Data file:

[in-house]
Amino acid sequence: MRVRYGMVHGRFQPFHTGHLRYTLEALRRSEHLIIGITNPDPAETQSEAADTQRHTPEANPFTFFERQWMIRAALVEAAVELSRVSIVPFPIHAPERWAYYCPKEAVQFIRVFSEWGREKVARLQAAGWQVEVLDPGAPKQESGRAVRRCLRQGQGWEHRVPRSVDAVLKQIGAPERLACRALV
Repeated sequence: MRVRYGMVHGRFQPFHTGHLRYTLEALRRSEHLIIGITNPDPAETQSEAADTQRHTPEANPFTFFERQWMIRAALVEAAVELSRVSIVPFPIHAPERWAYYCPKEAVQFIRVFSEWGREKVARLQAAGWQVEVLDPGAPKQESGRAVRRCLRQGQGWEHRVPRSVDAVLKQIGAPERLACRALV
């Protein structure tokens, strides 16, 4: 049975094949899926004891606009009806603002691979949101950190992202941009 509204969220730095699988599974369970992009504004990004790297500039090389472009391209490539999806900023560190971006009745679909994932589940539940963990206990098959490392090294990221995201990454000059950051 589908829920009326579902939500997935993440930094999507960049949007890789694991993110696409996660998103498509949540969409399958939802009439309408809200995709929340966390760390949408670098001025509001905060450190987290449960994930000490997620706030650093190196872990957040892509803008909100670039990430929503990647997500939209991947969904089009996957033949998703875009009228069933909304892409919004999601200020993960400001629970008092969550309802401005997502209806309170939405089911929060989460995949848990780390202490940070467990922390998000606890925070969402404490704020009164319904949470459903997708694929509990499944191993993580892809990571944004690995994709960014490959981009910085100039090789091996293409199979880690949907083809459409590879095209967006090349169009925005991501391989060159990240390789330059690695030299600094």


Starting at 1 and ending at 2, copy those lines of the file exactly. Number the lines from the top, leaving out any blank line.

[in-house]
Amino acid sequence: MRVRYGMVHGRFQPFHTGHLRYTLEALRRSEHLIIGITNPDPAETQSEAADTQRHTPEANPFTFFERQWMIRAALVEAAVELSRVSIVPFPIHAPERWAYYCPKEAVQFIRVFSEWGREKVARLQAAGWQVEVLDPGAPKQESGRAVRRCLRQGQGWEHRVPRSVDAVLKQIGAPERLACRALV